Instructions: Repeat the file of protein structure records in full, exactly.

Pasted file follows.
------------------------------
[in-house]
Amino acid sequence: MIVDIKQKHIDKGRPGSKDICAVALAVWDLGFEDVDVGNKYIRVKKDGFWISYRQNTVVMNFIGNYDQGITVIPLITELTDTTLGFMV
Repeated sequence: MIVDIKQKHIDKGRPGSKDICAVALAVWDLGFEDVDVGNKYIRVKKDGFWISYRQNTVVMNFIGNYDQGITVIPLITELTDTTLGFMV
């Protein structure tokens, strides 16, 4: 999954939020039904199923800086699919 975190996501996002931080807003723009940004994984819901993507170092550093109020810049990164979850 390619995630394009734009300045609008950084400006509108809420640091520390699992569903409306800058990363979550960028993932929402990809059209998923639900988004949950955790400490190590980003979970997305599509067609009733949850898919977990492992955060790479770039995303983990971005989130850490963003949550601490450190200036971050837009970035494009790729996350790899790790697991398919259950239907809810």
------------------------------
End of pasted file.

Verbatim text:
[in-house]
Amino acid sequence: MIVDIKQKHIDKGRPGSKDICAVALAVWDLGFEDVDVGNKYIRVKKDGFWISYRQNTVVMNFIGNYDQGITVIPLITELTDTTLGFMV
Repeated sequence: MIVDIKQKHIDKGRPGSKDICAVALAVWDLGFEDVDVGNKYIRVKKDGFWISYRQNTVVMNFIGNYDQGITVIPLITELTDTTLGFMV
């Protein structure tokens, strides 16, 4: 999954939020039904199923800086699919 975190996501996002931080807003723009940004994984819901993507170092550093109020810049990164979850 390619995630394009734009300045609008950084400006509108809420640091520390699992569903409306800058990363979550960028993932929402990809059209998923639900988004949950955790400490190590980003979970997305599509067609009733949850898919977990492992955060790479770039995303983990971005989130850490963003949550601490450190200036971050837009970035494009790729996350790899790790697991398919259950239907809810």